Edit: BTW -- I believe I am at least as guilty as the Terrible Swede with respect to my post. Repentance is a wonderful thing.

Since I have just shot down my best friend, I am now going to bed.

Tuesday, July 20, 2004

Being true to my word, I am returning to my post on Lutheranism and Catholicism. First, a quick note: the post was not aimed at Roman Catholics, it just happened to hit you all in the crossfire. The post was actually aimed at Lutherans who are either having a bad case of amnesia or didn't know enough about the history of the Church to even have amnesia. Oh well.

As to the Lutheran Reformation actually being a conservative, one only has to look at where the Western Church was before the 8th Century and stare all the doctrinal innovations in the face to realize Luther was a conservative. Purgatory, Papalism, and Transubstantiation all emerged from the 9th Century onward. If we all are honest, all Luther did was try to pull the Church back to her early state. If you all want to see how he did it with the Eucharist, I suggest Martin Chemnit's book The Lord's Supper. Actually, it would be really nice if a few pastors here locally would read this classic and reevaluate how they are distributing God's body and blood (getting back to the original target of the argument).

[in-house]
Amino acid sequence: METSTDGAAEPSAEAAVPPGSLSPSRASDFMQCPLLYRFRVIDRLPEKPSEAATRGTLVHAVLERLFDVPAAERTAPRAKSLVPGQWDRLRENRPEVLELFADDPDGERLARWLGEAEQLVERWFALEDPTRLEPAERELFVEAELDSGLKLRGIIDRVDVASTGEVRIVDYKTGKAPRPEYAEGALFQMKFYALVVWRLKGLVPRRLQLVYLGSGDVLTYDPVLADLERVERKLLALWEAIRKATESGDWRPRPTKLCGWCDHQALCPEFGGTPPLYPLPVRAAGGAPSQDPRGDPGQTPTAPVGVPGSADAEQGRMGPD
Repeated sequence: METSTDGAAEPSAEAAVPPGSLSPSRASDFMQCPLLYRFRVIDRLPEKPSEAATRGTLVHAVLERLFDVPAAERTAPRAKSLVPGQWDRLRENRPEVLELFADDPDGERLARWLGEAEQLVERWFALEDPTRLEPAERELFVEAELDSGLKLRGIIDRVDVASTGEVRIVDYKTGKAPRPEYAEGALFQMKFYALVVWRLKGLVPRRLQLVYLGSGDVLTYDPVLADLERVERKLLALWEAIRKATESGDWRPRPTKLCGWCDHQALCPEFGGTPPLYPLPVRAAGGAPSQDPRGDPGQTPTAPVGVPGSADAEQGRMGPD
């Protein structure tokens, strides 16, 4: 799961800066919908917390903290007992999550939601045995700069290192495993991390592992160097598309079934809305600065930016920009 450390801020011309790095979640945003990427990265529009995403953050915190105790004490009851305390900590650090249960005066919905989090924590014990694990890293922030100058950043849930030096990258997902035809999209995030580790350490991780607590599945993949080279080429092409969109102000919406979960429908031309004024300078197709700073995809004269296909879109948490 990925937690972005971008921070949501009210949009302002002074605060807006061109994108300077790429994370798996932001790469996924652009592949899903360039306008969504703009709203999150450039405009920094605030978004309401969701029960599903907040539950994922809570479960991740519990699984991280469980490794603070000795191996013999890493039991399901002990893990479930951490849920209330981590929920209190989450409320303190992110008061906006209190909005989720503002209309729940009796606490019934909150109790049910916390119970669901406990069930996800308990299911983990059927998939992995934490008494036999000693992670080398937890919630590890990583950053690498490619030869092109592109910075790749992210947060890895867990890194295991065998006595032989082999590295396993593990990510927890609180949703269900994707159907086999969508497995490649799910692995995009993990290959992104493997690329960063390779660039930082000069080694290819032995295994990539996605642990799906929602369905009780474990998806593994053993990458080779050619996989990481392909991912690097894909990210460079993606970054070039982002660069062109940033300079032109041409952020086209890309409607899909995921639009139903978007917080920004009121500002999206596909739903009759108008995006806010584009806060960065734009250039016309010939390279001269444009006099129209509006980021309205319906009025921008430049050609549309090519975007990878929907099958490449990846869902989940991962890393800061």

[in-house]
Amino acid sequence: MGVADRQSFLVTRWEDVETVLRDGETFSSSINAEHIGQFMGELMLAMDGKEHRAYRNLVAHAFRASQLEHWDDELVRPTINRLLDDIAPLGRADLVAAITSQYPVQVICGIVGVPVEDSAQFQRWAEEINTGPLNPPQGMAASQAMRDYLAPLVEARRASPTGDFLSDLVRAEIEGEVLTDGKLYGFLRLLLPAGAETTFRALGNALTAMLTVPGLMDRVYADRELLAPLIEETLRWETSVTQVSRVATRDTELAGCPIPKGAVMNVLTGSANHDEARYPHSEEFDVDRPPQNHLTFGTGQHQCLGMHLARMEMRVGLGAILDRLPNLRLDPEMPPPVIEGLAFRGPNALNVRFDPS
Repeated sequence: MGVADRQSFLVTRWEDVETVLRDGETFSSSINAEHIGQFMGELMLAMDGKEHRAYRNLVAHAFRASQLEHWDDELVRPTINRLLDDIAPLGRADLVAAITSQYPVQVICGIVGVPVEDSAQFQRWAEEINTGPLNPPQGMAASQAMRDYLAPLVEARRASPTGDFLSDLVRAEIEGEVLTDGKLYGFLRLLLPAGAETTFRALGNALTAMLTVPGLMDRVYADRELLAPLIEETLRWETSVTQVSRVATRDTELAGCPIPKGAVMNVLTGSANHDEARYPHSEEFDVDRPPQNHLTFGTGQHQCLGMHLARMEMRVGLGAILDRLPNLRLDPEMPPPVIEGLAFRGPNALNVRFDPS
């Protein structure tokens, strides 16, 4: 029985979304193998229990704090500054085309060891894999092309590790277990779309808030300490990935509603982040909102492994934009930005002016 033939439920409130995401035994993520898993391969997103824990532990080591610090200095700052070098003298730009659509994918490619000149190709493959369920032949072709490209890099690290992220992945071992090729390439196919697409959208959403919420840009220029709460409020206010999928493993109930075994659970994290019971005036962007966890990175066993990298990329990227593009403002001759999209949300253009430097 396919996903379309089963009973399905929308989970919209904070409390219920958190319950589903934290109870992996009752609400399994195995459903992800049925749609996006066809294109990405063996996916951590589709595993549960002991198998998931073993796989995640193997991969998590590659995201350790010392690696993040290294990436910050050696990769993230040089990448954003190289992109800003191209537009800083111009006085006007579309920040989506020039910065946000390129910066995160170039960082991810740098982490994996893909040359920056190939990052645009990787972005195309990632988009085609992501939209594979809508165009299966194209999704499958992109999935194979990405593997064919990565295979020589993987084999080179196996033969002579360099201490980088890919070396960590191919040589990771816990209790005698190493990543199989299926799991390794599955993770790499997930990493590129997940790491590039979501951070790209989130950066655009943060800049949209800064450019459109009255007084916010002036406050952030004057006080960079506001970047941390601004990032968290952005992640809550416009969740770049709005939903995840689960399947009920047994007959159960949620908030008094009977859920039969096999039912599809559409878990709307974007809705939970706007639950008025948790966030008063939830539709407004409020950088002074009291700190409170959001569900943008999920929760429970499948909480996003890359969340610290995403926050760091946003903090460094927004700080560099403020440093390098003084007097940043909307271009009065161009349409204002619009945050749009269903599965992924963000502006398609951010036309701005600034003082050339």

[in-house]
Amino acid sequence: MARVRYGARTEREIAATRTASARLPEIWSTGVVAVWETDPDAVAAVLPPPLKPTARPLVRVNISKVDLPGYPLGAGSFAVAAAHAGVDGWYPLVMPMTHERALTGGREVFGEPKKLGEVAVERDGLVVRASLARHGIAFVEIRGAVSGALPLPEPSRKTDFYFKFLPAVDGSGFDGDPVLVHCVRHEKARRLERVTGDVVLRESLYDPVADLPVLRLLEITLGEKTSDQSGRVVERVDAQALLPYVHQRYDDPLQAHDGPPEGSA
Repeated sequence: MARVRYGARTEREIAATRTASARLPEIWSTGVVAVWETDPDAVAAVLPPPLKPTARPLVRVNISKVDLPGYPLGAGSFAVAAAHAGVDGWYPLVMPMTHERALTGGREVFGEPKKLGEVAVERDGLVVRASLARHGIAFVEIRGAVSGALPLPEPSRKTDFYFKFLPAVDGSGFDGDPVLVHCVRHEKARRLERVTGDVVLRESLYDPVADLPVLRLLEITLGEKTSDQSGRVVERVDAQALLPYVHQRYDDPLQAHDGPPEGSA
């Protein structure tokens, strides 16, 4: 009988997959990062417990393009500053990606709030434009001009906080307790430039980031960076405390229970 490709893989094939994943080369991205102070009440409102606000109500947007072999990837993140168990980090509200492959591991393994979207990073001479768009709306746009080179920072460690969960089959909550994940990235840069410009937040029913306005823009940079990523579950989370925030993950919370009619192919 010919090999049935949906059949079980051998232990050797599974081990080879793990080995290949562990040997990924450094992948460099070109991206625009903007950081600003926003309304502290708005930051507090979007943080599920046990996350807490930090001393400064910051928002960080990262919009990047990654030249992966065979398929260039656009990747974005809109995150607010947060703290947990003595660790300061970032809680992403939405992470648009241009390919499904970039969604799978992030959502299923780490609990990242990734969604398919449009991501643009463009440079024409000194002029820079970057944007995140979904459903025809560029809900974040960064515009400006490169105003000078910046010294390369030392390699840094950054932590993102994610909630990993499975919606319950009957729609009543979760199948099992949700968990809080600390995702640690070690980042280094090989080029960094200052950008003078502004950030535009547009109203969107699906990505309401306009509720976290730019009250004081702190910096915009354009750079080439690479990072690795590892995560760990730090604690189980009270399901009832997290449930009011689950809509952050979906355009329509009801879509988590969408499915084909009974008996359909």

Since I am on a roll with respect to Church history, I am going to fire another shot and, this time, I hope it hits.

One of the things that is indisputable in the history of the Church is how instruments were banned very early on. As a matter of fact, it has only been within the past 400 years when instruments became a regular part of the life of the Church. Organs were rare during the Reformation even though the instrument had been introduced almost 1000 years before in the West. The Council of Trent came very close to banning all instruments from Roman Catholicism. Only after Trent did organs and other instruments finally become common in the Church, and rightly so. The reasoning behind the ban had long since disappeared and the instrumentation introduced came from the high culture of the time and didn't carry any baggage.

So, why did the Church ban instruments in the first place? The instruments of the time had a lot of baggage with the, namely pagan baggage. Instruments were instrumental (pun intended) in the worship practices of the paganism that was common throughout the Roman Empire. The last thing an Early Christian needed was a reminder of that sex cult they left because a common instrument used in their orgies was brought into the Church. They took Paul seriously when he said (paraphrased) not everything that is permitted is good. They left their instruments to the side and, with it, the pagan influences.